Kōrero: Life in hot springs

The steaming waters of New Zealand’s thermal regions are a natural wonder – and not just because of their drama and beauty. Once thought to be empty of life, the hot springs are in fact teeming with microbes. These remarkable organisms could hold clues to the evolution of life on earth, and on other planets.

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Te āhua nui: Growths of fibrous silica in 60°C water

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Can anything live in hot, acid water? For years, people believed that there was no life in the steaming springs at Rotorua and other geothermal regions in New Zealand. But we now know that fascinating life forms survive there.

How much heat can life endure?

  • The hottest temperature that humans, and most animals and plants, can live their whole life at is about 40°C – like a hot bath. (Hot water boils at 100°C.)
  • Some insects can live at 50°C, and some plants at 60°C.
  • Some bacteria can live at 70°C.
  • Some bacteria live in even hotter springs, with temperatures above 80°C.
  • The record-holder is Strain 121, an organism that grows at 121°C.


Extremophiles are tiny survivors. They live in extreme environments – hot, acid, salty or toxic. They were first discovered in hot springs at Yellowstone National Park (USA), in 1966. These organisms get their energy and nutrients from chemicals in the water.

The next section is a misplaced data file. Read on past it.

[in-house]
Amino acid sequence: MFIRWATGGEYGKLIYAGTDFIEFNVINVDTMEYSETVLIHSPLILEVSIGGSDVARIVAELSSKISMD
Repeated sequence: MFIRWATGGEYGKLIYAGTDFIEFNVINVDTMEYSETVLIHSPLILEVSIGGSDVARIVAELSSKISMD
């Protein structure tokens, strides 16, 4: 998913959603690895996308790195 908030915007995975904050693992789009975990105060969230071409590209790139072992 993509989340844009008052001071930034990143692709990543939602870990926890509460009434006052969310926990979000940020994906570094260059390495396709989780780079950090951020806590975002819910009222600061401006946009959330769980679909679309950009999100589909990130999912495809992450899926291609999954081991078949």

• The heat-loving group are called thermophiles. They can live in water over 40°C.
  • The acid-loving group are called acidophiles. They survive in some warm springs, with an acidity similar to car battery acid.

Life in the rocks

The rocky terraces and mounds around hot springs are made of a substance called sinter. Within its layers are tiny spikes and spheres – some are too small to see with a microscope. Here, micro-organisms make their home, sometimes colouring the rocks pink or yellow.

Studying hot springs

Scientists believe that life on earth evolved in a hot spring billions of years ago. Some researchers are investigating whether other planets have life forms like extremophiles. Scientists also want to find out if the organisms in rocks are actually building the layers of sinter, rather than just living on them. This could help us understand the origin of life.

Me pēnei te tohu i te whārangi:

Bruce Mountain, 'Life in hot springs', Te Ara - the Encyclopedia of New Zealand, http://www.TeAra.govt.nz/mi/life-in-hot-springs (accessed 23 July 2024)

He kōrero nā Bruce Mountain, i tāngia i te 12 o Hune 2006